There are some cancers people don’t get.  When it hits home in the form of a ‘mass cell tumor’ on the most loving, special girl who walks on four legs, it really doesn’t matter. It’s still cancer and it’s still serious and for the humans who love this dog, it is nervous time.

High anxiety knocked hard in my family over the weekend and reality set-in yesterday with the diagnosis that “Bean” is in for a battle.  She has a cancerous tumor, called a ‘mass cell tumor’ on her right rear leg.  She’s scheduled for surgery in a couple of weeks, once they get her thyroid calmed down and she feels more like herself.

There really isn’t any medicine for the people who know her and love her.  We can’t get the fact that she has cancer out of our heads or our hearts.  The doctor I consulted with about her diagnosis deals in humans and cancer at Johns Hopkins.  I know that sounds ridiculous, that I would ask for an opinion from a leading oncologist at Hopkins, but if I’m lucky enough to work with these wizards, why not reach out?  And even though he doesn’t see this kind of cancer in his patients, he still knew enough about it to share some details with me.  And if there’s anything I learned in the 8 years of dealing with Leroy’s cancer journey, knowledge is power in cancer world; human or dog.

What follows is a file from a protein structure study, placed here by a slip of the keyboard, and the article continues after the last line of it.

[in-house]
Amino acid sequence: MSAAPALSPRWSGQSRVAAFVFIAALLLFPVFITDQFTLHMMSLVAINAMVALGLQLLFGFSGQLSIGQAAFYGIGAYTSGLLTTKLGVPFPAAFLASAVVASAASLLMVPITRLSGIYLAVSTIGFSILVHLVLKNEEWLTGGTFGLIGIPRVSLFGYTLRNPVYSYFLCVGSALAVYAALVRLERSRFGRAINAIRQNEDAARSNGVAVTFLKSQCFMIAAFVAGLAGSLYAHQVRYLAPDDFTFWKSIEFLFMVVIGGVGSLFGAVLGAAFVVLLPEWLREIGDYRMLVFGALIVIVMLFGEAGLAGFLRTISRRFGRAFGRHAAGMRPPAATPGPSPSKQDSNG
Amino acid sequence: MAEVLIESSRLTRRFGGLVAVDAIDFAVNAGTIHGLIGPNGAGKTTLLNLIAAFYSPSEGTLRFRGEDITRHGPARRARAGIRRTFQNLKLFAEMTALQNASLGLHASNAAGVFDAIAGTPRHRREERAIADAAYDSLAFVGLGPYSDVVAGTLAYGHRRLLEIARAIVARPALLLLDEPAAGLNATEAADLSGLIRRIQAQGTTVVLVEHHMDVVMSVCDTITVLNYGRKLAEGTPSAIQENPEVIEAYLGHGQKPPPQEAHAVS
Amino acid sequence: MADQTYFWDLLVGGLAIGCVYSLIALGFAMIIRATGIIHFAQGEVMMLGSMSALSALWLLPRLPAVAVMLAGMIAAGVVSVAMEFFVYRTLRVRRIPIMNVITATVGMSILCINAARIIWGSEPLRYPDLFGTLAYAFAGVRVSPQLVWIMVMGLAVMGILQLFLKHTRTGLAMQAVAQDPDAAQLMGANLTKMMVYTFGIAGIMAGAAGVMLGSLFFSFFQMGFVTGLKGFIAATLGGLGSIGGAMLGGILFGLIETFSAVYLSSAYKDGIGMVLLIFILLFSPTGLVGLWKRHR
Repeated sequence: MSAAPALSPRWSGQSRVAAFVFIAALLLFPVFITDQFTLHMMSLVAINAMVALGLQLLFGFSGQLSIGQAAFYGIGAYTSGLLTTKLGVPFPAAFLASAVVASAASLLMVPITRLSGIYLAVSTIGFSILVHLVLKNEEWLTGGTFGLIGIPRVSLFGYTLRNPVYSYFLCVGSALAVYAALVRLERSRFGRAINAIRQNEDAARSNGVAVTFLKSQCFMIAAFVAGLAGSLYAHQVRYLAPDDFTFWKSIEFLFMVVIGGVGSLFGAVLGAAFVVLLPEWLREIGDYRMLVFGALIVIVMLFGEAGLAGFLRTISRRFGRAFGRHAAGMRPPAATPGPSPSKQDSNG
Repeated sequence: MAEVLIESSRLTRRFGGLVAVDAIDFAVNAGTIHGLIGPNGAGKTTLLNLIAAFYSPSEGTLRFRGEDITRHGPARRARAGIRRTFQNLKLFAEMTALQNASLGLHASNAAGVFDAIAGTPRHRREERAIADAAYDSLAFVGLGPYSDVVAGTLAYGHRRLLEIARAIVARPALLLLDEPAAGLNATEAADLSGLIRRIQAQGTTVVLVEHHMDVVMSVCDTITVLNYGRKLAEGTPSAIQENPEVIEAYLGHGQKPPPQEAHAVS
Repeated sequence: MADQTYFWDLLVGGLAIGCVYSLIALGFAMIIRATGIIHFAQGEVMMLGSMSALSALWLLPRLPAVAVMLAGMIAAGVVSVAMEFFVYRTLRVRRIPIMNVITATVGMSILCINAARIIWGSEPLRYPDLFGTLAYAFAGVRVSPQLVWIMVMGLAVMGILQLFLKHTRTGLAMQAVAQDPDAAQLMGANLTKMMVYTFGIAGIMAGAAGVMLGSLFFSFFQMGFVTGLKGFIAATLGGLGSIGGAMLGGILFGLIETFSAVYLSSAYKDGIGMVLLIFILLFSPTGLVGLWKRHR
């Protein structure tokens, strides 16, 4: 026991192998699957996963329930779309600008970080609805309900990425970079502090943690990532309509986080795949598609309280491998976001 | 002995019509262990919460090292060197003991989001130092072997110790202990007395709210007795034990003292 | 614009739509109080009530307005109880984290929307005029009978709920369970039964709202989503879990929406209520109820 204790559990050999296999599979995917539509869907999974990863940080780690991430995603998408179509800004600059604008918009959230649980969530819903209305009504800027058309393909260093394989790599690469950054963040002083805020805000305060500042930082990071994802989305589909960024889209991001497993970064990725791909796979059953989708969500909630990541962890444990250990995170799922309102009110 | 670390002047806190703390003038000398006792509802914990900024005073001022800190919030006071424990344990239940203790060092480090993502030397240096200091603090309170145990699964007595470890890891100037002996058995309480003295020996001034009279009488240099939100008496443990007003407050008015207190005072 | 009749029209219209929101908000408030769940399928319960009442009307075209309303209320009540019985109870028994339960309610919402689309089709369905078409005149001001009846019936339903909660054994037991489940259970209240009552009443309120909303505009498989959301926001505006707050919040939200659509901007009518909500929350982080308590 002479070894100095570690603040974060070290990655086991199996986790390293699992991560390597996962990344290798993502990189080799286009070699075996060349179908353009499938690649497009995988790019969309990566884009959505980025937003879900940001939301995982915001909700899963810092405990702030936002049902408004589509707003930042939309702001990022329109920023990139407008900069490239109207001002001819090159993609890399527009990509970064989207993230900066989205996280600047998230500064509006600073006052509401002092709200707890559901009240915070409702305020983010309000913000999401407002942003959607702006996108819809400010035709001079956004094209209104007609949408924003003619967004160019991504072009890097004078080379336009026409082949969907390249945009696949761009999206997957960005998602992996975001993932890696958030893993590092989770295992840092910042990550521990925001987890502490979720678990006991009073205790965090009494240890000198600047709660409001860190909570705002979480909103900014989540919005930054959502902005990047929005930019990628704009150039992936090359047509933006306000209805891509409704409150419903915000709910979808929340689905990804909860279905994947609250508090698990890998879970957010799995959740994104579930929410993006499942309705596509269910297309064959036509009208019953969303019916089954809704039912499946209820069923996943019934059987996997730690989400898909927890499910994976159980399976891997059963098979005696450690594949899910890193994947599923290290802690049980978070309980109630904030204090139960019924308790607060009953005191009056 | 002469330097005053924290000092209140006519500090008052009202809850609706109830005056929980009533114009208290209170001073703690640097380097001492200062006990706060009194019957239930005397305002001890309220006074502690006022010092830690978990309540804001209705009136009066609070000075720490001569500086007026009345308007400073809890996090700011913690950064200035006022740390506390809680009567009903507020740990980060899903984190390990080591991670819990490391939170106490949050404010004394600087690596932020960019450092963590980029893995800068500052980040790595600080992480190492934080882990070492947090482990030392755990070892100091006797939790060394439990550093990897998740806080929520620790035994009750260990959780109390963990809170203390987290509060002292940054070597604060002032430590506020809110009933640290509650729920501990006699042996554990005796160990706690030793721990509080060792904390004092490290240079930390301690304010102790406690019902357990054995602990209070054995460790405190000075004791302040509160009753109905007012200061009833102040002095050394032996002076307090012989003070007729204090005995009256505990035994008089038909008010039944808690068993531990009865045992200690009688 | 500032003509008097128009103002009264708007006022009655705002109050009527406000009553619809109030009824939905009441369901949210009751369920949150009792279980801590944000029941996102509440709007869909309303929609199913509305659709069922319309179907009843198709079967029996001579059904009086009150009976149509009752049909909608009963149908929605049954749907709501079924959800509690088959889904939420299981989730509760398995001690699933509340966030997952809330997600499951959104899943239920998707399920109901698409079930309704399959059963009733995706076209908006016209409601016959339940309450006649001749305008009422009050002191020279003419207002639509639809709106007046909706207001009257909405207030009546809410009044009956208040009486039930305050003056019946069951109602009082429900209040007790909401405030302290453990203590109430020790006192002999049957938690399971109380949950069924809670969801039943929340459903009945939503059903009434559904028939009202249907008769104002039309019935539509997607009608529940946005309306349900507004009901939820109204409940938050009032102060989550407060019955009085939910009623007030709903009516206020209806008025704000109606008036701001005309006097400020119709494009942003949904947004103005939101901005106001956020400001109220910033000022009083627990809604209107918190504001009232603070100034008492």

It’s still too early to tell exactly how serious this could be.  This type of cancer is very treatable if it’s contained to Bean’s leg.  Pathology will tell the story once they get the growth cut away.  Some vets, I’m told, suggest radiation, and there are two different chemo drugs prescribed, post-op.  There’s even an immunotherapy line of drugs available too.

All of this sounds way too familiar.  In fact, when I heard the words, “Bean’s got cancer,” that old, haunting feeling washed over me like a wave, all over again.

Seven years ago today, Bean was rescued from the confines of the Oakland, California pound by two loving members of my family. I’m not sure who fell in love first; Beanie or Matthew and Marisa.  I do know that the three of them have become a wonderful family.  Now, this little family is in crisis.

Human cancer, dog cancer, it really doesn’t matter; it’s time to rally and find out how best to try and save our girl, Bean.

 

 

 

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